World Cup Final Sets Soccer Record In U.S. Time Inc. Buys Companies That Will Form SI Play Seattle Market A Boon For Gametime App World Cup's Overnight Rating Tops '99 Final NBC Generally Praised For NASCAR Coverage Turner Sports Reinstates Greg Anthony Expectations High For NASCAR On NBC Female Audience Strong For World Cup ESPN Denies Wanting To Dial Down Olbermann IndyCar Gets Best Cable Audience In Years
BABY BELLS-OVITZ PROJECT GETS A NAME, TELE-TV
Published May 10, 1995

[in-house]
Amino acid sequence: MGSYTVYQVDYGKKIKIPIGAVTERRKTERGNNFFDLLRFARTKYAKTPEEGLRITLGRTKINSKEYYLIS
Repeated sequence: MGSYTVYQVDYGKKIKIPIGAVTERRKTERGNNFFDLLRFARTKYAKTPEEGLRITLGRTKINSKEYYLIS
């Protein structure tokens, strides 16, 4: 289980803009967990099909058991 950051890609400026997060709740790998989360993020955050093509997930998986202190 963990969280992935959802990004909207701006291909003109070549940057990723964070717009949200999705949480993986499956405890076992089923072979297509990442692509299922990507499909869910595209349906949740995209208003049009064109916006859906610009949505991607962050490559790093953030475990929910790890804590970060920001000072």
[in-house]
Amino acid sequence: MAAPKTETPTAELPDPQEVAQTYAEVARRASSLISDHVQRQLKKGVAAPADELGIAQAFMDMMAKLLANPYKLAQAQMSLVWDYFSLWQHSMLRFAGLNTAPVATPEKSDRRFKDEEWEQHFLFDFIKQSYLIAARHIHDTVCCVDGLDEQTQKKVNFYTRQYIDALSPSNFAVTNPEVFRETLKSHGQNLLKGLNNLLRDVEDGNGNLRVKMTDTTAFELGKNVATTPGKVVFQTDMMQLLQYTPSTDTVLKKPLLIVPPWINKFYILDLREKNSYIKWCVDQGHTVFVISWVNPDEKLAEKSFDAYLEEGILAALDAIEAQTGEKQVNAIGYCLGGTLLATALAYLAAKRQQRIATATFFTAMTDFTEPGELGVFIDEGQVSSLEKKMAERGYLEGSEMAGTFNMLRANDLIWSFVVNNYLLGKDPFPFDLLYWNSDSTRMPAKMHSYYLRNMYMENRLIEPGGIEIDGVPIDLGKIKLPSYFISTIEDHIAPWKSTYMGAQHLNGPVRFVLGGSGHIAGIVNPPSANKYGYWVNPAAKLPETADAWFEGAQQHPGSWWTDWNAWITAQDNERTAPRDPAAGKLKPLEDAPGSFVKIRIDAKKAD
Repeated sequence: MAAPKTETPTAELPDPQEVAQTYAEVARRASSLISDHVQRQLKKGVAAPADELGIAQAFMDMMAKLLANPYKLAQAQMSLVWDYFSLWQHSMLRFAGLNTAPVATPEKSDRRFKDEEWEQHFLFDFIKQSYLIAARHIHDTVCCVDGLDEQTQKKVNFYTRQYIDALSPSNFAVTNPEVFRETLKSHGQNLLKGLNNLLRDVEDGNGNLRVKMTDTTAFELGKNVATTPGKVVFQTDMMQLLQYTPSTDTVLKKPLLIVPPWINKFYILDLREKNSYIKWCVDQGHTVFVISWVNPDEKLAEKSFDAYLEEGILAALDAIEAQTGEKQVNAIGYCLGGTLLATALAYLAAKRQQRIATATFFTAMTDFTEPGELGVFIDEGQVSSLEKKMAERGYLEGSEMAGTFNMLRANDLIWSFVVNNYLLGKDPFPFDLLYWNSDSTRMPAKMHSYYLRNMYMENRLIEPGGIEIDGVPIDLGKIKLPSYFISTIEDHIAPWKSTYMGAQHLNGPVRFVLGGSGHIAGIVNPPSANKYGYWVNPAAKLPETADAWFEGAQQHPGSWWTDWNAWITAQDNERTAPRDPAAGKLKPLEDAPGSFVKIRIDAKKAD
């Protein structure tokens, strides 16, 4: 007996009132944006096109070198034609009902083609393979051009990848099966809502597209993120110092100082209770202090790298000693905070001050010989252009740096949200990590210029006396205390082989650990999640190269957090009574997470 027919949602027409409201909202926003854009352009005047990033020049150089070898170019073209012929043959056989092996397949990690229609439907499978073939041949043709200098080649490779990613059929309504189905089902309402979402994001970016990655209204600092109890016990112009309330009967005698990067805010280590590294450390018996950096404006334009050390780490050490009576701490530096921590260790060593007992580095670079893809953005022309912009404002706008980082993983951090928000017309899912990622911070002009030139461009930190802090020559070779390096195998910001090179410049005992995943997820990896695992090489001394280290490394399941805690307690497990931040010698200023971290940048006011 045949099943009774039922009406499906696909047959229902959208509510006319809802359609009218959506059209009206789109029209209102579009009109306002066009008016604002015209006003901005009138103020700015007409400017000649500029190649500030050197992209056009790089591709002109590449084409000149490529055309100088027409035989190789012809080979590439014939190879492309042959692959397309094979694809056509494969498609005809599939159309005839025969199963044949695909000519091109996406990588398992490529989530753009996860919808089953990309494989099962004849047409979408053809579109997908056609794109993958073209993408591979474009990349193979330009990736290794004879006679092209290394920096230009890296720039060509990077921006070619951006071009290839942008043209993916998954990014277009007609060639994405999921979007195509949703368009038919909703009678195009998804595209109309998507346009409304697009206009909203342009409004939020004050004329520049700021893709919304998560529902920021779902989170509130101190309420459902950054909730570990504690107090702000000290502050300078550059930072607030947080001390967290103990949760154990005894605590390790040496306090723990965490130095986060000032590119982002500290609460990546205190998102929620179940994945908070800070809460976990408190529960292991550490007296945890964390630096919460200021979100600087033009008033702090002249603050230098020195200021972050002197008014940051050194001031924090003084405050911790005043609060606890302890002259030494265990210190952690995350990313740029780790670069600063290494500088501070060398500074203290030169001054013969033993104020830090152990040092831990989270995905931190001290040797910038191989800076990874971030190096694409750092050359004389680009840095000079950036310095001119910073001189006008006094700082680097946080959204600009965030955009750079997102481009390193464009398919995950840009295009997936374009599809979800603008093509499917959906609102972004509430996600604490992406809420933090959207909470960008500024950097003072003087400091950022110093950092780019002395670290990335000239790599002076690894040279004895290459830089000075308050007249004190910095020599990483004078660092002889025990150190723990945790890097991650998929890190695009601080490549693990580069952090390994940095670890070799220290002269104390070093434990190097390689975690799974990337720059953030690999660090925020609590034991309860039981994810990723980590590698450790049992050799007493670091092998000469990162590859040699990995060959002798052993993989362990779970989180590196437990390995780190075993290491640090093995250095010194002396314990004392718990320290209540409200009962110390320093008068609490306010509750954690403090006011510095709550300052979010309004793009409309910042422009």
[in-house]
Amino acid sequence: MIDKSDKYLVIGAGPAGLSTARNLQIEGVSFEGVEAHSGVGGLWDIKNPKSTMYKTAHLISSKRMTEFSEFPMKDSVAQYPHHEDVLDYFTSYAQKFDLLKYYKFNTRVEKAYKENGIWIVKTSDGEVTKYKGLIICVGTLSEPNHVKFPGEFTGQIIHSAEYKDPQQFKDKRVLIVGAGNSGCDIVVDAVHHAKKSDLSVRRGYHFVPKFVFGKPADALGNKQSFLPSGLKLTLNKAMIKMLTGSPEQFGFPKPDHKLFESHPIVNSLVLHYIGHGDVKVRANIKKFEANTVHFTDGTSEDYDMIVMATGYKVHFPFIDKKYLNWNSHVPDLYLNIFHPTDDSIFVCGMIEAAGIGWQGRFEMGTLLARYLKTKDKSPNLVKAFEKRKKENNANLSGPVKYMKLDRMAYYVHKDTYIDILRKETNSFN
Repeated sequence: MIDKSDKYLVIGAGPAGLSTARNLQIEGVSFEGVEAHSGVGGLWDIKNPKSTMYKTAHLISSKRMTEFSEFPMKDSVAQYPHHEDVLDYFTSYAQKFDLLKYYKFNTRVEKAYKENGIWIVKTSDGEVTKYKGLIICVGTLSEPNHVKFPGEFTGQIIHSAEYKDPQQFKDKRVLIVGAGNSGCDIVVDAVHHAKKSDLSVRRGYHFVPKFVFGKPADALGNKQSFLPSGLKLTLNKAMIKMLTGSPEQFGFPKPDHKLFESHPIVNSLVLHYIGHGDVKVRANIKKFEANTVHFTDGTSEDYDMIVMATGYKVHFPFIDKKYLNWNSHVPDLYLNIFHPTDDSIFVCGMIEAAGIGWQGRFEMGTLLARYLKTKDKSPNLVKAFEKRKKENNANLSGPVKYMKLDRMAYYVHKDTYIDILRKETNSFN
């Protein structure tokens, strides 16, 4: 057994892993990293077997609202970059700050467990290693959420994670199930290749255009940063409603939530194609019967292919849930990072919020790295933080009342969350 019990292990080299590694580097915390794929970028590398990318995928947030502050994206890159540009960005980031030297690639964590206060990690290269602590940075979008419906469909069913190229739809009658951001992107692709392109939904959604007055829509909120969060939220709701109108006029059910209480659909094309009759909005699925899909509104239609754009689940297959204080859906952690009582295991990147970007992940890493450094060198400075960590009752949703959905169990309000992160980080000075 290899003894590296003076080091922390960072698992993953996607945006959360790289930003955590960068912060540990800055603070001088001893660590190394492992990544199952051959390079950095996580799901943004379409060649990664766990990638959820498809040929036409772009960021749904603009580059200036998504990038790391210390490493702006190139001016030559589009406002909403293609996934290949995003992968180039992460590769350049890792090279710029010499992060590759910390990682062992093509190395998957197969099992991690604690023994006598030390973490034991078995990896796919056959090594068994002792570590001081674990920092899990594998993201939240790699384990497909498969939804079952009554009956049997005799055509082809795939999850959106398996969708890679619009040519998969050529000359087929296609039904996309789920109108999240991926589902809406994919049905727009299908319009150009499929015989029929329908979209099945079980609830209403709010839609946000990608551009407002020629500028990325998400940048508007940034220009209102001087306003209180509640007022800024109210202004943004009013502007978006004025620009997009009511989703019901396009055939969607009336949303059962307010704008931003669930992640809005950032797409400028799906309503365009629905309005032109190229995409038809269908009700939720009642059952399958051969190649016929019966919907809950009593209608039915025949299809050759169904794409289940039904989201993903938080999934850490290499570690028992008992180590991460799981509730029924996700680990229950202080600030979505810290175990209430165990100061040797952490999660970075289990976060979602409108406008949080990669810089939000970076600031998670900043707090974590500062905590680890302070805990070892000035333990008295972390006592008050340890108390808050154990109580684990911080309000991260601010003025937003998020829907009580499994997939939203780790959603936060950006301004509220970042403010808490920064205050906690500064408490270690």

Before 800 members of the Hollywood Radio and Television Society, officials of a new Baby Bells venture into programming gave their new company a name -- TELE-TV --"and told Hollywood's creative community that they are open for business," according to this morning's L.A. TIMES. The panel representing the new company, TELE-TV President Sandy Grushow, Chair Howard Stringer, CAA Chair Michael Ovitz and the CEOs of Bell Atlantic, Nynex and Pacific Telesis, announced that before fully upgrading the wiring to their customers' homes, they would launch programming by late '96 via a wireless transmission. To meet that date, TELE-TV "will have to begin making deals for programming almost immediately" (Saylor & Hofmeister, L.A. TIMES, 5/10). REUTERS' Kevin Smith reports that TeleTV claims its service will be in 20 million homes by the end of '97, with the Baby Bells installing the wireless technology "similar to cellular phone systems" in six of the seven largest urban areas next year ("Nightly Business Report," PBS, 5/9). NEWS FROM DALLAS: The National Cable Television Association continued its meeting in Dallas yesterday. FCC Chair Reed Hundt, whose agency "has been the bane of the cable-TV industry" since it forced cable companies to freeze rates, told the gathering that if Congress doesn't pass a Telecom bill this year, cable execs can expect more pro-consumer and pro-competition actions by the FCC (ORLANDO SENTINEL, 5/10)....The WALL STREET JOURNAL's Mark Robichaux writes that the cable industry sees itself in the "wild, wild West" -- with the FCC as the "tough sheriff" and a looming "deadly showdown" with telephone companies (WALL STREET JOURNAL, 5/10)....A survey soon to be released by investment firm Morgan Stanley shows that the cable industry "could lose half its customers to telcos once they start offering video services." The survey assumes similar pricing, which the cable industry disputes. But Morgan Stanley telco analyst Stephanie Comfort told the NCTA that cable customers "are not happy and are willing to switch" (DAILY VARIETY, 5/10 issue).